When referencing commercial tracks, be sure to bring down the fader on that channel to the same peak level as your mix, so you don't suffer from loudness bias.

Similarly, it can be a good idea to check the current track you're working on against other songs on the album that you've already mixed.

reference tracks for album mixing

For this, set up all your tracks in a mastering-style session to see how they sit with one another. Paying attention to the key elements of the album (you did that in tip #3, right?), listen closely to see if they maintain consistency across the full album.

Tip #12: Throw out what you don't need

It's not unheard of to go a bit wild during recording, and lay down more parts than are necessary. It makes sense; the artist is in the throes of creation, and at this stage of music production they don't know how any given song is going to sound when it's properly mixed.

However, you might find when you approach the mixing phase there's a track here and there with parts that just don't sound consistent with the other songs. (This is why reference tracks, including songs from the album you're mixing, are a good idea).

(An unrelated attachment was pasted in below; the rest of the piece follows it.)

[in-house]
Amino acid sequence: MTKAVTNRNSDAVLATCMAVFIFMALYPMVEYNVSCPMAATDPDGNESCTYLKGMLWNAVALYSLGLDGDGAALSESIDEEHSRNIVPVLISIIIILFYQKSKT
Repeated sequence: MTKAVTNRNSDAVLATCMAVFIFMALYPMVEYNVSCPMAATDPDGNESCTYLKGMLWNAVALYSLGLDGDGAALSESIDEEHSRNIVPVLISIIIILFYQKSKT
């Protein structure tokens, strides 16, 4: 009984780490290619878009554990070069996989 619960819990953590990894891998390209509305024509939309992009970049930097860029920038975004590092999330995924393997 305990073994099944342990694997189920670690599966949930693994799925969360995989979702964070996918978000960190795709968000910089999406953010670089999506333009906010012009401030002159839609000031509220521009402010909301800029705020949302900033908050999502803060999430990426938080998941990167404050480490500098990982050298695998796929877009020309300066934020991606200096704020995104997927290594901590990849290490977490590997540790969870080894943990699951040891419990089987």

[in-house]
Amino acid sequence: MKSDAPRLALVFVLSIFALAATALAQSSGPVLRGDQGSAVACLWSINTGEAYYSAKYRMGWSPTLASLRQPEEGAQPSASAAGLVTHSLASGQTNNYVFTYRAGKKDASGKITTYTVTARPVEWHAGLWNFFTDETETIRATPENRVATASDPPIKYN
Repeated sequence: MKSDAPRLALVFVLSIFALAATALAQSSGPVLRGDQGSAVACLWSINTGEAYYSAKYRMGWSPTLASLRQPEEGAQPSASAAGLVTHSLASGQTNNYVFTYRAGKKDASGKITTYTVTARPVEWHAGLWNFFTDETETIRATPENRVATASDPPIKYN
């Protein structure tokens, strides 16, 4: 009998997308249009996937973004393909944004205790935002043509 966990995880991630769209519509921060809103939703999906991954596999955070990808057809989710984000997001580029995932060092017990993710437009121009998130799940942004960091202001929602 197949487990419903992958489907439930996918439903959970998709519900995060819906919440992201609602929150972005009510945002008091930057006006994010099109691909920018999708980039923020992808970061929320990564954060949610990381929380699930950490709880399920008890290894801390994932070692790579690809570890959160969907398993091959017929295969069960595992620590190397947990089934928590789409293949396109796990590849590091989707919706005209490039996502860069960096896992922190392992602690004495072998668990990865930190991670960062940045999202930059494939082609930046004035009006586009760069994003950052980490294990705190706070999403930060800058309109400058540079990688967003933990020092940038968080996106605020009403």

In this case, it's worth considering whether you really need to include these parts. Don't compromise the key tracks you identified earlier just to crowbar in that theremin bass line that someone thought would be a good idea at a 3 am session.

Of course, if you're mixing tracks for another band or artist you'll have to approach this conversation with diplomacy. Consider doing alt mixes with and without the offending part, so they can hear the whole thing in context.

Tip #13: Take frequent breaks

It's important to rest your ears often while mixing, to maintain perspective. Ear fatigue creeps in unnoticed, and can lead you to make poor mix choices.

So, aside from mixing at a sensible volume (70dB for smaller rooms), take a 20-minute break every couple of hours to give your lug holes a rest.

Another tactic you can use to stay fresh is to mix for the first few hours of the day, and leave the remaining time for housekeeping or admin chores, or setting up the mix for the next song. The next morning you'll be able to hear things with a fresh perspective.

Tip #14: Listen in different environments